No, this post is not an advertisement for a new car only slightly different than last year’s edition. It’s a suggestion for a new design feature on cars that would help you drive more efficiently and save money on gas, while improving your health.
Premise 1: Accelerating on a bicycle is hard–you have to pedal.
Premise 2: Accelerating in a car is easy–you just push your foot down lightly.
Conclusion 1: Compared to bicyclists, drivers don’t mind needless acceleration. What this also means for driving, where you have a route of fixed length, is that drivers don’t mind braking.
For example, on a bicycle I will often slow down well ahead of a red light, so that I can coast slowly until it turns green. But when I drive, usually I will maintain my speed, stop at the light, and then re-accelerate from zero. Drivers start-and-stop more than necessary, especially in cities. Hypermilers have already discovered large inefficiencies in driving behavior, but it’s highly effortful to consciously change how you drive and for most drivers this is unintuitive. The Economist points to a product that promises 30% gains in efficiency from similar changes in behavior.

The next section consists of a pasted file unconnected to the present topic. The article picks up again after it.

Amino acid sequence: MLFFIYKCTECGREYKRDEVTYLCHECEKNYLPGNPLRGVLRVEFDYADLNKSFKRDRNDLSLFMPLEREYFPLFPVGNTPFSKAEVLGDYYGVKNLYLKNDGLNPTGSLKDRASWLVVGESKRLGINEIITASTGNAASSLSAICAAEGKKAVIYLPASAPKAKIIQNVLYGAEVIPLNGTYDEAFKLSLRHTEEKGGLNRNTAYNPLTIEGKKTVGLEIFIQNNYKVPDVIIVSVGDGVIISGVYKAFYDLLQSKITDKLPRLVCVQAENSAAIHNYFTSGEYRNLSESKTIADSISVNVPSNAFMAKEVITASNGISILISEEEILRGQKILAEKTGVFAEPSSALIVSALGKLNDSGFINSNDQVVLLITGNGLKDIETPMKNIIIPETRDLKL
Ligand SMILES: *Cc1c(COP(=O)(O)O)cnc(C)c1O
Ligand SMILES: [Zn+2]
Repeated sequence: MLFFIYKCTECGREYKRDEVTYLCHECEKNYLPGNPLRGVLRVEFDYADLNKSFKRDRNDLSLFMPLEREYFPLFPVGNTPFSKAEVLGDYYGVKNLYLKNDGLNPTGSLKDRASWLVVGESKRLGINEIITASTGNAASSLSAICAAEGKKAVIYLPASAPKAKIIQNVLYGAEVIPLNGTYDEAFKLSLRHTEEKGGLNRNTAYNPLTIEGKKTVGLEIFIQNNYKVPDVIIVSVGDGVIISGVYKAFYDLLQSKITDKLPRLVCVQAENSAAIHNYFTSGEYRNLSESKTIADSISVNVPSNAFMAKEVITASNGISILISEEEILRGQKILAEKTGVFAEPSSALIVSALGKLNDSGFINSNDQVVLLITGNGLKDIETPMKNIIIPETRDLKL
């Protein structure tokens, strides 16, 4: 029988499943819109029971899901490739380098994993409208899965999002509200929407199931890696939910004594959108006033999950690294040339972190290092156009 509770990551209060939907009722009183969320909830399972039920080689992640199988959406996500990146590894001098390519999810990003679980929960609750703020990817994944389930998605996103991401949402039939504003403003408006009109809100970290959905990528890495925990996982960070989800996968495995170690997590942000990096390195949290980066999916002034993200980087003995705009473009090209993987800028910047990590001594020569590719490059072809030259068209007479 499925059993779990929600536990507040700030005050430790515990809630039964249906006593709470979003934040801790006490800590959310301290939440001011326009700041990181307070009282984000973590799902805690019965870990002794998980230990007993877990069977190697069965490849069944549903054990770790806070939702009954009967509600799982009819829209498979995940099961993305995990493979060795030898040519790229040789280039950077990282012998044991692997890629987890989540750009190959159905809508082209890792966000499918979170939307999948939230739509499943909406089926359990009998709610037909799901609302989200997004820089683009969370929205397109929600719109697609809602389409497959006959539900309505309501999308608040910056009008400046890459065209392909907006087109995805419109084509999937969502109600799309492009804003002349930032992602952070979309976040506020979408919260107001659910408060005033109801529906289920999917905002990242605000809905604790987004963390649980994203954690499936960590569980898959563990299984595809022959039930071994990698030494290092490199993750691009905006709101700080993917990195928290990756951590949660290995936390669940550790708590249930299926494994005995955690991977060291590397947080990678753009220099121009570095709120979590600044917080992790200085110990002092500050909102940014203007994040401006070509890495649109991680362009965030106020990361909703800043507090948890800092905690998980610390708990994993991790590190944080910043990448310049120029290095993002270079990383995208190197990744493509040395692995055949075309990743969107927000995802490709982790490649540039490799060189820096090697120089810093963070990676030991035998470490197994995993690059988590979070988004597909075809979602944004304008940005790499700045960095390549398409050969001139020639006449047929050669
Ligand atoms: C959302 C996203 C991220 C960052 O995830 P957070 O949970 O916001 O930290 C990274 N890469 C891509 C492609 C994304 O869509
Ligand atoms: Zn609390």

Solution: Change the automobile interface to make acceleration difficult, like on a bicycle. You wouldn’t be powering the car, but you’d have to be pedaling for the car to go–and you could even make it harder to go uphill. You’d have to change the layout of the car a little bit, but technically I’m sure it’s possible. This would make intuitive driving more efficient, because people are lazy. So you’d be saving gasoline and helping people improve their health.